Gov’t appeals for softer approach to address loitering

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The Cabinet of Antigua and Barbuda has instructed officials within the Ministry of Education to apply “a gentler” approach to addressing the problem of school children loitering in the streets of St. John’s in their uniform after class hours, following a recent suggestion by the Director of Education.
The Director of Education Clare Browne recommended on Monday that loitering be made a criminal offence and parents should be held accountable for the actions of their children. At the time of his interview, earlier this week, Browne outlined measures to be taken by the ministry to address the issue.
People from all walks of life rejected the suggestion and called for wide stakeholder dialogue before specific measures are implemented.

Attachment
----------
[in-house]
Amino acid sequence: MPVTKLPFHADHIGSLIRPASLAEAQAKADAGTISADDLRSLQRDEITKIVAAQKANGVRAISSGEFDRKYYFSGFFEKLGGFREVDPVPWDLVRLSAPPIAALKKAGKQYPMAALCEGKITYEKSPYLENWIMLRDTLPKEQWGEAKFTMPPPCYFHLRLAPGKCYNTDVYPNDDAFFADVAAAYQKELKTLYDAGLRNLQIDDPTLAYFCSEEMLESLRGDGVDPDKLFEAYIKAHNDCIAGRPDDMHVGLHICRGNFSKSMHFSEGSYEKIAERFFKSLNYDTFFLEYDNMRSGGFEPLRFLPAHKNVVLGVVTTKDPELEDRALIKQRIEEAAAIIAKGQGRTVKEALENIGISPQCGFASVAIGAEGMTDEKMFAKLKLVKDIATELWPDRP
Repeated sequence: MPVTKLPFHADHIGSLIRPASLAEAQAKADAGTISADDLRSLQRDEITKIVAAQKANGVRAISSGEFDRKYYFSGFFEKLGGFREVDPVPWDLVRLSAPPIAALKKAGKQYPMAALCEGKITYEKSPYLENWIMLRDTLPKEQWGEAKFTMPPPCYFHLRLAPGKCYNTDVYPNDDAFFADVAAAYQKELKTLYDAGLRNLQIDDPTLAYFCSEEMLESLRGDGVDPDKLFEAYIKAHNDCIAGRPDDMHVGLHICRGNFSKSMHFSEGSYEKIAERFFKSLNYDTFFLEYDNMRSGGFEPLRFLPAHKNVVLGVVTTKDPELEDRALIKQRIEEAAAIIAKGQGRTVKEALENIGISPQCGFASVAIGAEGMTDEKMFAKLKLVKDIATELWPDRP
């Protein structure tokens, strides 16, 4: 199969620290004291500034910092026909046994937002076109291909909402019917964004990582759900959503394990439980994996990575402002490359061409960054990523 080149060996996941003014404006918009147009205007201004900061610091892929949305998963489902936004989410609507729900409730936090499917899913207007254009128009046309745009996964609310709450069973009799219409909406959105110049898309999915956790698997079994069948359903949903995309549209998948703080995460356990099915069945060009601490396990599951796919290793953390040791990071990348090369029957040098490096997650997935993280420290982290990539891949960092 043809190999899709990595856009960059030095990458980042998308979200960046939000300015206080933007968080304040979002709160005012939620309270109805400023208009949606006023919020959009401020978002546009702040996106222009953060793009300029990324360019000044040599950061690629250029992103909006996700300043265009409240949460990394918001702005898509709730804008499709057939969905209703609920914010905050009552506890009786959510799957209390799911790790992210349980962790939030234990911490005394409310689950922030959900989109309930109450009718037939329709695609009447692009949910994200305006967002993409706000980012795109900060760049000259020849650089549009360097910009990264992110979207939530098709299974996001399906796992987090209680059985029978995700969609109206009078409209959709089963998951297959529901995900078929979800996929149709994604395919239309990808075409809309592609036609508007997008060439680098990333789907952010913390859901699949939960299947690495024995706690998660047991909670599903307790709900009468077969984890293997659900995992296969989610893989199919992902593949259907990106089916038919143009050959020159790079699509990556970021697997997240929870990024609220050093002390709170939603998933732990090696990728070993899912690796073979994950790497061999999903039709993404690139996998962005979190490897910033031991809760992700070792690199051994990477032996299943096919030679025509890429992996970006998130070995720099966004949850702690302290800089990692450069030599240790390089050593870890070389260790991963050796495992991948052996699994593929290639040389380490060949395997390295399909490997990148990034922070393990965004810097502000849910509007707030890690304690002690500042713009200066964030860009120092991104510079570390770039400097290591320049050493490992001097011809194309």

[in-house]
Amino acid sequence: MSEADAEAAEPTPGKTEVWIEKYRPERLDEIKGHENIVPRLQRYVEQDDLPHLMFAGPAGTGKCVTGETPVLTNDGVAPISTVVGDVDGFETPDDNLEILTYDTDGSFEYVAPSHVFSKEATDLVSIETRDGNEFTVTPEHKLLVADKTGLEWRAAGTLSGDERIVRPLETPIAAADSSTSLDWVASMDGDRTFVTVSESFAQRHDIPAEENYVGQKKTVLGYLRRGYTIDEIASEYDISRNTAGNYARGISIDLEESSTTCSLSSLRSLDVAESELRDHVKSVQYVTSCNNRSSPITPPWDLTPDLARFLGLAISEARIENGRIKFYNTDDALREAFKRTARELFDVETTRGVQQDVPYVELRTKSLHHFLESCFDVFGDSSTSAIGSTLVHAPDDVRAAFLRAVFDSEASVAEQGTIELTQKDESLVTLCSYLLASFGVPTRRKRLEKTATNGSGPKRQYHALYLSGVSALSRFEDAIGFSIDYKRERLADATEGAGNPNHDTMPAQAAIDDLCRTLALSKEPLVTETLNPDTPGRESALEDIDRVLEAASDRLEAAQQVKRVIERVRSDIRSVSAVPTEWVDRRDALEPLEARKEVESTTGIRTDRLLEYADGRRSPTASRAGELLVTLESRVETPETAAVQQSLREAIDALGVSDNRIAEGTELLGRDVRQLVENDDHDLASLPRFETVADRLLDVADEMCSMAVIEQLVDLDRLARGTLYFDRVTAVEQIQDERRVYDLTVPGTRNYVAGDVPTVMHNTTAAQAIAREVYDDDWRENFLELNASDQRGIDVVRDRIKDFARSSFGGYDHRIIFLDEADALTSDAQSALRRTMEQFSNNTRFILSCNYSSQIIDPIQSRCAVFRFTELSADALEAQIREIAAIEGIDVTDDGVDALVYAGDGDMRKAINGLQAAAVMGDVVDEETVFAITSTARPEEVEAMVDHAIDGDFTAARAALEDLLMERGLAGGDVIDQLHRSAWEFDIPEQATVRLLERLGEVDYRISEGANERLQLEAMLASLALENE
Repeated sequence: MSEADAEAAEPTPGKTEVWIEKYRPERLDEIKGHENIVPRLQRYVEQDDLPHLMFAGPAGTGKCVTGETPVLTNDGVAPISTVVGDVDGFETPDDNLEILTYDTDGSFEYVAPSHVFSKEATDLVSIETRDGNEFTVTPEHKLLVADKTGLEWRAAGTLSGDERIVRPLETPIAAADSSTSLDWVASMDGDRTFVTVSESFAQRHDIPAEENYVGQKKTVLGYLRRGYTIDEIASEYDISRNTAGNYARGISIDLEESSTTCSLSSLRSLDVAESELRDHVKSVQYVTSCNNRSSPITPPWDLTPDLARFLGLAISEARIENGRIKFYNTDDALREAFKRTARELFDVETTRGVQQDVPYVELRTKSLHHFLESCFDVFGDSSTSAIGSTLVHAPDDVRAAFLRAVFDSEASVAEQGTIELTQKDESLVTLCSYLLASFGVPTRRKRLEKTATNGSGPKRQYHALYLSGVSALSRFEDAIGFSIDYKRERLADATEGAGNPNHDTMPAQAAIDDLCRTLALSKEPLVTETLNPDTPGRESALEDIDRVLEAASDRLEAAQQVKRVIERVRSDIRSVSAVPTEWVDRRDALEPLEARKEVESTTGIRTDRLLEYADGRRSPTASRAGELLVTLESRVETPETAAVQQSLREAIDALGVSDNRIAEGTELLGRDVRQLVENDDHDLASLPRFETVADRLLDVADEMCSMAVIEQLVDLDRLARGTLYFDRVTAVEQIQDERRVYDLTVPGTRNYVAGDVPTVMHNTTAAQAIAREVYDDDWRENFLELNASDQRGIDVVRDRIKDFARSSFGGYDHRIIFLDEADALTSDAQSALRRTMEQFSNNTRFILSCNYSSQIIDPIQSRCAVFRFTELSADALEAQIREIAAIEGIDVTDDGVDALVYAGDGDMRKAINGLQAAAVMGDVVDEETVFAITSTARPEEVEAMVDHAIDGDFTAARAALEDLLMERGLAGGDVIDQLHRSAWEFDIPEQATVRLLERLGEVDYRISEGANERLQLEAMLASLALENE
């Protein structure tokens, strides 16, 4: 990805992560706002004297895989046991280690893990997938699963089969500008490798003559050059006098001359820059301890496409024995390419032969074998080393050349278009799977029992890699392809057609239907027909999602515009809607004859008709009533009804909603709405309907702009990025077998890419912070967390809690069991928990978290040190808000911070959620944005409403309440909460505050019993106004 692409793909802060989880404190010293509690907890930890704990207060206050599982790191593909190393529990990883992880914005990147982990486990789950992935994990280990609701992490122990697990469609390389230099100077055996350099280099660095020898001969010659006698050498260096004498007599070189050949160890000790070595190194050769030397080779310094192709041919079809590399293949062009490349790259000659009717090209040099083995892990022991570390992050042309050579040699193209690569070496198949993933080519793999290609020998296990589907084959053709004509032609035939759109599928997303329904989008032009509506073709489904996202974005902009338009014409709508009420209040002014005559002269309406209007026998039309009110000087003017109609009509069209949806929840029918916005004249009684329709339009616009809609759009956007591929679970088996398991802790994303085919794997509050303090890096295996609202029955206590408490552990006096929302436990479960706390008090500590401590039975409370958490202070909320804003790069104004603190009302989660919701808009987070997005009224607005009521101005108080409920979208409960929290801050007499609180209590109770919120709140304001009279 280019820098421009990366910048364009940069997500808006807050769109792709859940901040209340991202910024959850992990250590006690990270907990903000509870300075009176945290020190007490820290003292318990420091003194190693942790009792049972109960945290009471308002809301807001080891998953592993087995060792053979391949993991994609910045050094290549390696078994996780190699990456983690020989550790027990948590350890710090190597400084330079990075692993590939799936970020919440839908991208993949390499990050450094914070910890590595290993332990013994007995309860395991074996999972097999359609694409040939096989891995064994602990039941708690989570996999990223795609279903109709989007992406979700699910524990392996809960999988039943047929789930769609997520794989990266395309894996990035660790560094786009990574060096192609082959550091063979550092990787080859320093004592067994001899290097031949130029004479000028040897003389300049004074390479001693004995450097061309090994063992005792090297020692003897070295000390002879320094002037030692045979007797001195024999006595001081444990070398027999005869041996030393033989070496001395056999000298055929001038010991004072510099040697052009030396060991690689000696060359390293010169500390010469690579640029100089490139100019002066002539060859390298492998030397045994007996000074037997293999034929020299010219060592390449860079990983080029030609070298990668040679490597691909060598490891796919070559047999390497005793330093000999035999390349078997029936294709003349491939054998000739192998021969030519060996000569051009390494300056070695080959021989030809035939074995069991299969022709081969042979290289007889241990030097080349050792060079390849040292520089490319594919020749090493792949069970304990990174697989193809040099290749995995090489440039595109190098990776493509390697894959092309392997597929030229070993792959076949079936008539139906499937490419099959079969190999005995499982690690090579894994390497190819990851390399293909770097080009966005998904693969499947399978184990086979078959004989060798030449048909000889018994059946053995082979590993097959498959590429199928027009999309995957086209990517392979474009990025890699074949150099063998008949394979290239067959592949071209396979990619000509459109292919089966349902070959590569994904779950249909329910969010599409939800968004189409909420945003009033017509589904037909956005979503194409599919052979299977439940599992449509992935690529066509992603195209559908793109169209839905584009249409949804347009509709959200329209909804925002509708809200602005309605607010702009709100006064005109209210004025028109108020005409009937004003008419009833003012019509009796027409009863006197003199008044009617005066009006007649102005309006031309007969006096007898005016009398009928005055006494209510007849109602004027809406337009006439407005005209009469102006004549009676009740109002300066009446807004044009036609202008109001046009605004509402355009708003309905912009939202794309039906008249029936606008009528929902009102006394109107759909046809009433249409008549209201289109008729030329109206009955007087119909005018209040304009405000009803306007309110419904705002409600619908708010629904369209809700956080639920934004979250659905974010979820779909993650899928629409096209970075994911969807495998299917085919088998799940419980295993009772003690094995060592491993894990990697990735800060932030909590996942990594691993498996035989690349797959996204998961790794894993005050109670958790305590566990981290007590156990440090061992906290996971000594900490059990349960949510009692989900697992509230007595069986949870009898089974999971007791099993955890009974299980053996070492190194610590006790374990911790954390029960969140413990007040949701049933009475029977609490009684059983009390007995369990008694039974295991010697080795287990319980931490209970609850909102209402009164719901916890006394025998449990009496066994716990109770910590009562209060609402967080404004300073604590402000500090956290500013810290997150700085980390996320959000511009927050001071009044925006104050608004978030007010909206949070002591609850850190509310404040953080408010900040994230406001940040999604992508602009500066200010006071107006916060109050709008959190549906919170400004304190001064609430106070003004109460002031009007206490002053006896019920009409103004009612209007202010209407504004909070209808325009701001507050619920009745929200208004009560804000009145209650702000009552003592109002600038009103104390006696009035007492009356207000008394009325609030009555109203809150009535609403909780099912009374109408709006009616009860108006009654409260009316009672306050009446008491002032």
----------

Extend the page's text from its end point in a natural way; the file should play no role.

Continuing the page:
According to the Government’s Chief of Staff Lionel “Max” Hurst, the Cabinet was advised that criminalising the matter is likely to offend some people based on a constitutional standpoint.
He said the ministry has been asked to develop a policy which could be applied, but will not be as offensive.
“That policy may take two weeks, therefore, the Education Minister Michael Browne will report to the Cabinet later next month on such a policy,” Hurst said.
He added that the government is also hoping that parents will play a great role in ensuring that their children return home after school rather that loiter within the capital.

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